Super Tuesday, the biggest day of the US presidential primary season, arrives early next month and promises to have a decisive if perhaps somewhat anticlimactic impact on the respective Republican and Democratic races.
As it stands, Donald Trump looks all but certain to be the GOP’s presidential candidate once again in 2024, having already chalked up big wins in the Iowa and US Virgin Islands caucuses and the New Hampshire and Nevada primaries.
All but one of his challengers have fallen away, leaving only the well-funded but under-performing ex-UN ambassador Nikki Haley still swinging.
But even she may not make it to Super Tuesday (although she has promised she will), as the next Republican primary takes place in her home state of South Carolina and current polling indicates the Palmetto State’s former governor could be in for another trouncing on her home turf, a further humiliation after she scored fewer votes than the “none of these candidates” box on Nevada ballot papers.
“Is there any way we can call the election for next Tuesday?” a cocky Mr Trump gloated on stage in Las Vegas after that result.
“That’s all I want. I want to call the election for next Tuesday.”
However, if Ms Haley can somehow conjure a surprise victory in either South Carolina on 24 February or Michigan on 27 February, it will be game on for Super Tuesday and we could find ourselves with a very interesting evening indeed.
The Democratic contest is looking equally one-sided, with President Joe Biden seemingly nailed-on to be his party’s candidate again as he seeks a second term in the White House, despite concerns about his advanced age and consistently poor polling.
Following the withdrawal of Marianne Williamson, Minnesota congressman Dean Phillips remains the president’s last remaining rival and is surely too low-profile to make an impact, President Biden having comfortably won the New Hampshire primary without even appearing on Granite State ballots thanks to a grassroots write-in campaign.
Here’s everything you need to know about Super Tuesday in good time for its arrival.
What is it?
The phrase “Super Tuesday” has been in use since at least 1976 and marks the day on the calendar in which the greatest number of states hold primaries so that their voters can choose their preferred presidential candidates.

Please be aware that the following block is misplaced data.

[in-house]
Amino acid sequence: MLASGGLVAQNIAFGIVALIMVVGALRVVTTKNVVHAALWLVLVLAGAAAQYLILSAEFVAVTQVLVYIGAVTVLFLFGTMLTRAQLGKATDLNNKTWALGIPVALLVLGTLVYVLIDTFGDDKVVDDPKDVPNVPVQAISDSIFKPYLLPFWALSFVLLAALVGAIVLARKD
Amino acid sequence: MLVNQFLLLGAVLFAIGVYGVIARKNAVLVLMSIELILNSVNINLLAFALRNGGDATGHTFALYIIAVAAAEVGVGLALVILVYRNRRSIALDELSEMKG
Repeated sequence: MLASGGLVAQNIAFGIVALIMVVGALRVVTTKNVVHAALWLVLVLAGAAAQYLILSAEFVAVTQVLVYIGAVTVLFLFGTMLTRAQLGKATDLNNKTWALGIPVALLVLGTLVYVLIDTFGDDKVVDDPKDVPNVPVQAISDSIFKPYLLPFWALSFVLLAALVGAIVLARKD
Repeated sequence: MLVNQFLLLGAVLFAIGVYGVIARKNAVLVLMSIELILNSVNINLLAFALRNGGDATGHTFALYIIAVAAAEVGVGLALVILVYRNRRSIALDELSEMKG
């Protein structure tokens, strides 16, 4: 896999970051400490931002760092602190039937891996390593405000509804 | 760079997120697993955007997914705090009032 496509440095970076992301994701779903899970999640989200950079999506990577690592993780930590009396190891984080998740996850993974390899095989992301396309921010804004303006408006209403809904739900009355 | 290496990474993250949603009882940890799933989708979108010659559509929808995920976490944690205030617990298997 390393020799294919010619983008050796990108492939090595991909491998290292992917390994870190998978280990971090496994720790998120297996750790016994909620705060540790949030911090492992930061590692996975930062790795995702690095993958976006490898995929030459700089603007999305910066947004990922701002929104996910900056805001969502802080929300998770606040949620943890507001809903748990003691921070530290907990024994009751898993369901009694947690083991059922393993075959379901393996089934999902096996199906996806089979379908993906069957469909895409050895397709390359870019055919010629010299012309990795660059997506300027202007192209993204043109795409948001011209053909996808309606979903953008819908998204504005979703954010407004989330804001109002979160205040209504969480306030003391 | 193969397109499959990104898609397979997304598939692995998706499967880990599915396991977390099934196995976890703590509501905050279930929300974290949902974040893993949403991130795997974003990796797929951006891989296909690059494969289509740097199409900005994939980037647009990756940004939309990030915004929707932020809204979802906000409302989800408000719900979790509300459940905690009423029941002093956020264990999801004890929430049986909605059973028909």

With 15 states typically taking part, the occasion offers candidates a chance to definitively stamp their mark on the race for their party’s nomination and often serves to convince their rivals that they no longer have a convincing path to victory and should suspend their campaigns.
When is it?
This year, the big day falls on Tuesday 5 March.
It has been held in February in the past but it is usually in early March and always after the designated early voting states have had their say.
Which states are taking part?
Fifteen states and one territory are all staging Republican and Democratic primaries on Super Tuesday this year.
They are: Alabama, Alaska, Arkansas, California, Colorado, Maine, Massachusetts, Minnesota, North Carolina, Oklahoma, Tennessee, Texas, Utah, Vermont and Virginia, with American Samoa also joining the party.
In addition, the Democratic contest will also take in votes from registered Democrats living abroad and from the Northern Mariana Islands and finally produce an answer as to who won Iowa, as the mail-in votes that have been rolling in for several weeks in that state are counted and compiled (but don’t hold your breath: it will almost certainly be President Biden).
While most polls close at around 7pm or 8pm, the results are not typically announced until much later in the evening, with some of the bigger states involved like California and Texas taking longer to count ballots.
How many delegates will be awarded?
With so many states involved, Super Tuesday is the date on which the most delegates for the summer Republican and Democratic conventions are awarded.
This year, 874 of the Republican Party’s 2,429 delegates, about 36 per cent, will be awarded on 5 March, as will 1,439, or around 30 per cent, of Democratic delegates.
Ahead of the South Carolina and Michigan primaries, Mr Trump currently has 63, Ms Haley 17 and Texas pastor Ryan Binkley zero, while former candidates Ron DeSantis and Vivek Ramaswamy picked up nine and three respectively in Iowa before they dropped out.
Mr Trump is therefore off to a good start in his pursuit of the 1,215 he needs to secure the GOP nomination.
In the Democratic race, President Biden has 91 of the 1,968 delegates he needs to be confirmed as the nominee. Mr Phillips has zero.
While Super Tuesday is hugely significant, a strong performance from a candidate does not necessarily translate to a presidential election win the following November: Democrat John Kerry dominated the day’s primaries 20 years ago but ended up losing out to Republican George W Bush nationally.
How can I follow Super Tuesday?
The Independent will bring you all the latest results in our dedicated liveblog as well as all the breakout stories across our site and social media channels on what promises to be a busy, if not altogether surprising day.
The major US news networks including CNN, MSNBC and Fox News will also be providing live coverage throughout the day to keep track of the national picture.